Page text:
- Troubleshooting - establishing a foundation before jumping into implementation will allow you to identify errors when the form is finally implemented. This will make the testing process and troubleshooting, much more efficient.
Your form outline does not need to be identical to ours. The outline is a reference to cover some of the ideas I will introduce and key items you should be aware of.
Example form: Tech Proficiency Analysis Outline
- Open a Google Doc, Google Sheet, Word Document or Excel Sheet (the simplest tool you can think of for outlining documents).
- Add a table with multiple rows and columns. You will most likely merge key section titles/ headings and chunks of text.
- Add a title section.
- Identify the essential data you need to gather. Always include a Name and Email at the top of your form. Form builders need to know who to send autoresponders to and how to address the form-filling party.
Identify mandatory information that absolutely needs to be collected to help you make the most of the data you collect.
In this case, we are building a form that identifies how proficient someone is with technology. We added a scoring metric that will make it easy for us to say, “This person knows what they’re doing,” or “Yikes,” when the form is submitted. Additionally, the screening questions are also used to hide fields that have no relevance until we know more information. Because of the scoring metric, a majority of our screening fields are required.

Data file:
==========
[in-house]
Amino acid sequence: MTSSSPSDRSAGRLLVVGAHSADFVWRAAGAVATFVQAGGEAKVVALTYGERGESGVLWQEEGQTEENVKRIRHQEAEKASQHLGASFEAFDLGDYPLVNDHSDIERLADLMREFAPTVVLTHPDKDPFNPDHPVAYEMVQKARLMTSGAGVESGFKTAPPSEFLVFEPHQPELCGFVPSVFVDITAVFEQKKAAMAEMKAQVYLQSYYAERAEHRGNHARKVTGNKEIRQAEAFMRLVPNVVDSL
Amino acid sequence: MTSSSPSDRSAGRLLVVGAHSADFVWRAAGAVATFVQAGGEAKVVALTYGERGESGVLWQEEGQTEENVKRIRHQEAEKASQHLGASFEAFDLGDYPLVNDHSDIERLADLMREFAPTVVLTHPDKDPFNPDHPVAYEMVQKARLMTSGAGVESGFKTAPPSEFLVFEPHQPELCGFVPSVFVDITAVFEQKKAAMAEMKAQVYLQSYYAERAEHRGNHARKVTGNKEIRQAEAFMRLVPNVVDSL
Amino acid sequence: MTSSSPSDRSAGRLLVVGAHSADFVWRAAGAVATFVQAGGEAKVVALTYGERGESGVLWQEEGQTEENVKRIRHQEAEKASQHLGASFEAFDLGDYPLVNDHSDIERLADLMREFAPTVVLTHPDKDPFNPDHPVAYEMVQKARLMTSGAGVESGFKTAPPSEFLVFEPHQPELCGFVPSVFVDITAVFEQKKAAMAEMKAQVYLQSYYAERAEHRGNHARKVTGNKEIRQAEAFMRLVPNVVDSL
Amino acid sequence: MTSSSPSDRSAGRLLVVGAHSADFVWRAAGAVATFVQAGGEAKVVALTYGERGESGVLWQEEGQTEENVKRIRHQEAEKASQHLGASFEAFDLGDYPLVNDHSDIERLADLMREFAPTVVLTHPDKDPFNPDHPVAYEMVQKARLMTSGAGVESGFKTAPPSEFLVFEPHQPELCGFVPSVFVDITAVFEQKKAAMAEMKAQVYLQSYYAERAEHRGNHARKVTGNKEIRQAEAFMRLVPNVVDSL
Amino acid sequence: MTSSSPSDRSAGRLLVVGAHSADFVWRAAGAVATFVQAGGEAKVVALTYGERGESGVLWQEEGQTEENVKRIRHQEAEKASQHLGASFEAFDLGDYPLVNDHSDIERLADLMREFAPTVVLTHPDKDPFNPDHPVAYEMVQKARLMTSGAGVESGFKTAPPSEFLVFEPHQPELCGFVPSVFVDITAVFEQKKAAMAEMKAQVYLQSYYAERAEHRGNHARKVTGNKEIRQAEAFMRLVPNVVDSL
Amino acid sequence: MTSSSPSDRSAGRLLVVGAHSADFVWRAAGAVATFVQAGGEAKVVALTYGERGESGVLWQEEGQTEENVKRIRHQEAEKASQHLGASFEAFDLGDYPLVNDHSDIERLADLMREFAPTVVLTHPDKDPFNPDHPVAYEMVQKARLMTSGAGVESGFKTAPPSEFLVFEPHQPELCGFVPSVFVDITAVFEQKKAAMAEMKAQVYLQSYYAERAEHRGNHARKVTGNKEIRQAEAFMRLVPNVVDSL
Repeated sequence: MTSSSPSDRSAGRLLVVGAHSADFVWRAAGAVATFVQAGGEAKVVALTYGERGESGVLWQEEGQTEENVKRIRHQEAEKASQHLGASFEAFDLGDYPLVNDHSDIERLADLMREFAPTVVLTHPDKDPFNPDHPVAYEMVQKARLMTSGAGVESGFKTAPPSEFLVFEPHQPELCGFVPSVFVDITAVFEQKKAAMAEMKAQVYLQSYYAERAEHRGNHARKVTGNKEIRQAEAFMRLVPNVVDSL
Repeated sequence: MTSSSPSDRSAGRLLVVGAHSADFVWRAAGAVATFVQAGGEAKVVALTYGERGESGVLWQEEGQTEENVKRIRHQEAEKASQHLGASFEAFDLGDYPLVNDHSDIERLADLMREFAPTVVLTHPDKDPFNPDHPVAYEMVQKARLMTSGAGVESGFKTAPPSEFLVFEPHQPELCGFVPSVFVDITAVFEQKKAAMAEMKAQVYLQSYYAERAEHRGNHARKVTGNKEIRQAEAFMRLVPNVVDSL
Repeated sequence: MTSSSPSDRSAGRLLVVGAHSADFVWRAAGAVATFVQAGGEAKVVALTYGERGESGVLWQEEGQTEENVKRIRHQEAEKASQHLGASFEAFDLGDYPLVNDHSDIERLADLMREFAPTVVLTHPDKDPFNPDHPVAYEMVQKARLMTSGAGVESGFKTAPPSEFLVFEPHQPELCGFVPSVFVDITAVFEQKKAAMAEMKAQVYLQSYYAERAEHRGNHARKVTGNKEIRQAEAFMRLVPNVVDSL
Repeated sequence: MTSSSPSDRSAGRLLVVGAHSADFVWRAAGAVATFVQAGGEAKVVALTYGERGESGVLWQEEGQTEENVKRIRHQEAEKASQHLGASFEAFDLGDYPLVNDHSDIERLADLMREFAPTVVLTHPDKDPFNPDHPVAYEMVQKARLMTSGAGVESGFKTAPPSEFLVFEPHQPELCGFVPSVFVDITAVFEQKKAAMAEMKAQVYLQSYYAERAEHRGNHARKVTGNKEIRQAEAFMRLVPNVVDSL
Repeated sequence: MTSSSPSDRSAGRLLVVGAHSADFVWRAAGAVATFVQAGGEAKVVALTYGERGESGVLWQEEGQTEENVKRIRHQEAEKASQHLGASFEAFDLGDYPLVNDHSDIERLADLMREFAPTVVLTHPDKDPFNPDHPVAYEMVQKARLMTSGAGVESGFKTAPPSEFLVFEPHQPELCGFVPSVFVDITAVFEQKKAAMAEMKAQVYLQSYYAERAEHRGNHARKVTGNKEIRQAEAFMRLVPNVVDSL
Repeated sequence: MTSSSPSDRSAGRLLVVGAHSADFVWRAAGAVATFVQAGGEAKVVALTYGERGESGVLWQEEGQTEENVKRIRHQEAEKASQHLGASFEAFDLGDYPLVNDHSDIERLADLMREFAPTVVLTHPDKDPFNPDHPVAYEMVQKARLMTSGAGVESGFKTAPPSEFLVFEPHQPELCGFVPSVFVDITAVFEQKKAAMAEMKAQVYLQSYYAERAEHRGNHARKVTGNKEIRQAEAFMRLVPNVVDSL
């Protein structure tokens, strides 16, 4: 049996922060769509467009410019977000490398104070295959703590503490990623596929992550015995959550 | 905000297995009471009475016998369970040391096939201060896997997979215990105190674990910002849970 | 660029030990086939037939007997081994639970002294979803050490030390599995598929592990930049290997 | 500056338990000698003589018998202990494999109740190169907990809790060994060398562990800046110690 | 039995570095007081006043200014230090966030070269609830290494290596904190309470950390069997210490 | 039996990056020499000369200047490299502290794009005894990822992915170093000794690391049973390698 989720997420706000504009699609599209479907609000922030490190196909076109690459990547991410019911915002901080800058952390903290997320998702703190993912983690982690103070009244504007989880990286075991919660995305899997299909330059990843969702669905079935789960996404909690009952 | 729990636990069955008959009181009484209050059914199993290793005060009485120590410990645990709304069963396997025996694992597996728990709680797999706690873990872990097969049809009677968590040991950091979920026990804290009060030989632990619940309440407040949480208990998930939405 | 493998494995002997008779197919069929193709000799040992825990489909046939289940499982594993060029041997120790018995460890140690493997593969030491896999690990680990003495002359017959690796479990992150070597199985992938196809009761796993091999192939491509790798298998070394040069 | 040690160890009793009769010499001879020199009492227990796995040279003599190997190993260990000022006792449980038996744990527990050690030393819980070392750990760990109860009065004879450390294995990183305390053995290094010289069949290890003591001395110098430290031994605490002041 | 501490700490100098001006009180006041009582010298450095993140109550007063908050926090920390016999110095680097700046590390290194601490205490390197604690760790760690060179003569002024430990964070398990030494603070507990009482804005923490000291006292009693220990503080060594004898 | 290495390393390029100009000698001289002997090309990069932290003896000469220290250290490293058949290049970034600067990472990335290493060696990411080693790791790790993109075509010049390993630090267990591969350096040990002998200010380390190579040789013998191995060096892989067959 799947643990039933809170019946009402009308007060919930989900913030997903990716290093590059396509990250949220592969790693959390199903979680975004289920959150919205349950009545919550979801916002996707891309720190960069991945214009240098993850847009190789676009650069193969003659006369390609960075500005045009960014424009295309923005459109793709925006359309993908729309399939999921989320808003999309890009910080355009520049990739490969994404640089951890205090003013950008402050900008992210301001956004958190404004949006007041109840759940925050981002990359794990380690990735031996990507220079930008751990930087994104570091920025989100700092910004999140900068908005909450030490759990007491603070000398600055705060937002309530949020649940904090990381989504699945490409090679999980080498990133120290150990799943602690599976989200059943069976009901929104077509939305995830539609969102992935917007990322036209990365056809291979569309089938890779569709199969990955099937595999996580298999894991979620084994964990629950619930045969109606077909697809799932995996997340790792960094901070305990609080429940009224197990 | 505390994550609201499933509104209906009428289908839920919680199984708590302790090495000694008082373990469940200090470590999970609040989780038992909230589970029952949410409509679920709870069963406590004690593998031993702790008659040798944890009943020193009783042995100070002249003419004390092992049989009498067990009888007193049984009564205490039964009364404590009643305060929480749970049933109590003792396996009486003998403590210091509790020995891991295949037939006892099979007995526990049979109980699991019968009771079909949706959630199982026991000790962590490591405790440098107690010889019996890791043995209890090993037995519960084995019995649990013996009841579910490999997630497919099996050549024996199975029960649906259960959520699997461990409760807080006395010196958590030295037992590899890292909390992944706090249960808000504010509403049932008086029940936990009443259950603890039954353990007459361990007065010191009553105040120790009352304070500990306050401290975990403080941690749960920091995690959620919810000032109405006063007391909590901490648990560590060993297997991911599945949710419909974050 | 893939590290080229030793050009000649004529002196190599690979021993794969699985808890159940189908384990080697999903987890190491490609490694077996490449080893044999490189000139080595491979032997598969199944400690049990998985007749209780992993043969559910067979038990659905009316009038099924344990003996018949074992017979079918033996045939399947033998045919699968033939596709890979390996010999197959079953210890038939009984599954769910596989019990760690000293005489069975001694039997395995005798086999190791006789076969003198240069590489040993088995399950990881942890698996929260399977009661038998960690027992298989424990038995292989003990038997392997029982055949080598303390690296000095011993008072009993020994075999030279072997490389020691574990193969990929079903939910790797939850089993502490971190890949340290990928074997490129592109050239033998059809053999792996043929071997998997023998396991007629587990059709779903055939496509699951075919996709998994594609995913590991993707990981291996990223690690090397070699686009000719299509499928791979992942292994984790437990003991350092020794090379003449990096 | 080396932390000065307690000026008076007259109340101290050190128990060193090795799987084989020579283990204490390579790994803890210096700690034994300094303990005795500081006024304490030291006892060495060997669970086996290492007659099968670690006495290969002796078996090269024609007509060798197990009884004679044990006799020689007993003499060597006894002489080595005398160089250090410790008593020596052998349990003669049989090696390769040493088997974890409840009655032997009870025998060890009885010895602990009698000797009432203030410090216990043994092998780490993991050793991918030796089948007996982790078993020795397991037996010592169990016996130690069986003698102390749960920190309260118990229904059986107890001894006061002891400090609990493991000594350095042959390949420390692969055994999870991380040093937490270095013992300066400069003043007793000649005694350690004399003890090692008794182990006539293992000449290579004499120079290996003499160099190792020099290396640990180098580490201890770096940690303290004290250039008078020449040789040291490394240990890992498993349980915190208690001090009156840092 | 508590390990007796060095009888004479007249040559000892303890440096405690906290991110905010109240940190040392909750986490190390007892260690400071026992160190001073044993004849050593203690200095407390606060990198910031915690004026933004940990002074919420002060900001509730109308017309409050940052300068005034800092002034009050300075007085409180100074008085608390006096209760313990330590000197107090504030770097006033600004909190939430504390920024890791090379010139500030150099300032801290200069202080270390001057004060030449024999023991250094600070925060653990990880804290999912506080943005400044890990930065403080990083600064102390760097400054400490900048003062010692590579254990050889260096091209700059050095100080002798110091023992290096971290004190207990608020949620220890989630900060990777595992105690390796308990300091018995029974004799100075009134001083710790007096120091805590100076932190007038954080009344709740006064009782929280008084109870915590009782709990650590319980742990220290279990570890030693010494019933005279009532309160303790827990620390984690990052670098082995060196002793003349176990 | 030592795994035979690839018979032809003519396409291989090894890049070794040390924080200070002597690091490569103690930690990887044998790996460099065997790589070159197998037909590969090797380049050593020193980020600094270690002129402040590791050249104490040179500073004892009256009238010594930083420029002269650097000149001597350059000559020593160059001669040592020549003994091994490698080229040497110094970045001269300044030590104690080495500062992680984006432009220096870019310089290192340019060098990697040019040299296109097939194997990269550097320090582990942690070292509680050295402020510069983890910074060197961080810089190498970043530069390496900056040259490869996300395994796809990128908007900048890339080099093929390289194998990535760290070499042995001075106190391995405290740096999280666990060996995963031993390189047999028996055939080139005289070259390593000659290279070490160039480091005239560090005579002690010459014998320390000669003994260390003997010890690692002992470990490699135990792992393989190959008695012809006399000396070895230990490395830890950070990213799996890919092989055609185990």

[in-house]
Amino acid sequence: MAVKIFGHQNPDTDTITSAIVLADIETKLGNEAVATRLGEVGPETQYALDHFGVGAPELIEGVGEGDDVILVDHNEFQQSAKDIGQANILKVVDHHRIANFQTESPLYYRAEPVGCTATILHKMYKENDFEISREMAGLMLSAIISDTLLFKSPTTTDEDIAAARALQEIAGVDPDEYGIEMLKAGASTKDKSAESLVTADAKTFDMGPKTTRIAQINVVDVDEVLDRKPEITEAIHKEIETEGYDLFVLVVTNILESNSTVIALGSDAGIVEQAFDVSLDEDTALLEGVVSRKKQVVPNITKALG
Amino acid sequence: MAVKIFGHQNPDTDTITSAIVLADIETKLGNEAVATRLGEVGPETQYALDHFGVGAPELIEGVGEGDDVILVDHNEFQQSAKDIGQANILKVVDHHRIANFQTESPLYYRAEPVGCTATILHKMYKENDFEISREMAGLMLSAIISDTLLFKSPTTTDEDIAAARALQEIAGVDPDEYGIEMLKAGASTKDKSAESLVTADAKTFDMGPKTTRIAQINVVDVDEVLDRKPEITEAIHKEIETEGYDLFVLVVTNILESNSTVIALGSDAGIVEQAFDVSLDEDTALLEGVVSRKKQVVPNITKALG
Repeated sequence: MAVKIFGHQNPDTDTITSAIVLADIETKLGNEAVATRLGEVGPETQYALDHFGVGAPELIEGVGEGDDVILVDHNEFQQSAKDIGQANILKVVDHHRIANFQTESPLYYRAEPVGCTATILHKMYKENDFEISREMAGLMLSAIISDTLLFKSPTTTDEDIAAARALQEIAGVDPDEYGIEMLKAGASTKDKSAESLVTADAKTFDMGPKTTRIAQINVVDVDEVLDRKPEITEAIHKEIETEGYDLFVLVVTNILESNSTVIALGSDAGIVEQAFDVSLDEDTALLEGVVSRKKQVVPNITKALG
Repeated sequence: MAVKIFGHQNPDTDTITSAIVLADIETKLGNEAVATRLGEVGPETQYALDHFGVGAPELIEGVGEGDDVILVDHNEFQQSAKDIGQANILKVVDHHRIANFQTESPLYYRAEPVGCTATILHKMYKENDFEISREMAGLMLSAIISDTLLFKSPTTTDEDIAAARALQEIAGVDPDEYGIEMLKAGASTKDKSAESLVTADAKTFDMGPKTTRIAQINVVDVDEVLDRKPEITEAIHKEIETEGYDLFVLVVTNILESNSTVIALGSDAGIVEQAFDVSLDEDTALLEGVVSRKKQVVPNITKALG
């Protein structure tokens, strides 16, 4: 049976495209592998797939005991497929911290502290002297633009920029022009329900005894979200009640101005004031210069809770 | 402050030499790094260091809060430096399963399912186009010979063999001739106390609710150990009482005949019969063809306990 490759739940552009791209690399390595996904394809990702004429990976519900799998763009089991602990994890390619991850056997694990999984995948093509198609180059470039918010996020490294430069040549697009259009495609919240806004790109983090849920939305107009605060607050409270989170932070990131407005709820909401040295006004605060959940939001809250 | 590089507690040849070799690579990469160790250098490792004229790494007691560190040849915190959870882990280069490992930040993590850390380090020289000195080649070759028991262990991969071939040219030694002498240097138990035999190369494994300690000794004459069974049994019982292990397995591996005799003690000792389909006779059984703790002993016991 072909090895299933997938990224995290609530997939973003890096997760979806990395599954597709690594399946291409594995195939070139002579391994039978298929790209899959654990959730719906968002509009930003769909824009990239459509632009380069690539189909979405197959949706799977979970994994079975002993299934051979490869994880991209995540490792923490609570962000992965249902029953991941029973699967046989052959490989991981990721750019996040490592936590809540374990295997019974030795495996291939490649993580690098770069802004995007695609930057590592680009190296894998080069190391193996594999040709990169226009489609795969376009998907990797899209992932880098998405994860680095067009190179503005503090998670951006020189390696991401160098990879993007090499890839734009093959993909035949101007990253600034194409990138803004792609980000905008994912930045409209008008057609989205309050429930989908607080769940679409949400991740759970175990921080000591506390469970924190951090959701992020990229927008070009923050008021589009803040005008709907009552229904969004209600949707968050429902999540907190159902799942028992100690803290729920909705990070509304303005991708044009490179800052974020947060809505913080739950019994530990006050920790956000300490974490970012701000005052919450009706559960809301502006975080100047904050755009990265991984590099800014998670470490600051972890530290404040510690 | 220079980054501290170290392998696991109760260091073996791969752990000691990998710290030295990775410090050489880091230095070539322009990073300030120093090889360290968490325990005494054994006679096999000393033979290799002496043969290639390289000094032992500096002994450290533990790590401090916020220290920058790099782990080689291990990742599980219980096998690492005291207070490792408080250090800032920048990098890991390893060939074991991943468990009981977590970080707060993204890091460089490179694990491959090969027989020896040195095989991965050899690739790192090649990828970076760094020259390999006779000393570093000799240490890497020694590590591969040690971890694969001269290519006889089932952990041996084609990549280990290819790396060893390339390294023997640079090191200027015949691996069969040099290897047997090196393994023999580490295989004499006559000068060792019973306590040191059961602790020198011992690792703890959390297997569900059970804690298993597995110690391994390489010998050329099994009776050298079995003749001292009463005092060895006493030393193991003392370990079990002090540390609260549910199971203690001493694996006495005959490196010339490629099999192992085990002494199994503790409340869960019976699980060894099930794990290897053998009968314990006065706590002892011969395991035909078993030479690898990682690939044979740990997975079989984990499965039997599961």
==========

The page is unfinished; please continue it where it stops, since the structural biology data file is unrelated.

For example: The question “Do you use an email application?” is a screening question. It requires a response. If a person selects yes, they will receive 1 point on their proficiency score. Also, selecting “Yes” will enable the filling party to answer more precise, related questions such as “What email application do you use?”
In this example, if the filling party selects “No,” they are not assigned a point and the follow up questions are not asked since they hold no relevance. This is a best practice for keeping forms lean, clean and simple.
The next post will dive into setting up the form in JotForm. If you found this helpful, like, comment and share. Chances are there are many people in your professional network that would benefit from this.
Also, feel free to think of creative uses for forms: you could design a scoring calculator for your children's efficiency and possibly create a Weekly Allowance Justification Form or a Total Screen Time Justification Form. Those are terrible, authoritative examples, but the possibilities are endless.
Each of our forms includes a comprehensive video series on how to edit and use the form. For now, our forms are primarily used by Financial Advisors / Planners, Consultants and Attorneys. Purchasing the form will enable you to book a discounted Coaching Session with us to help you edit/modify the form for your specific needs if you need additional assistance.
Let's see how we can help!
This blog is written by the Sphynx Automation team to help DIYers use web-based apps.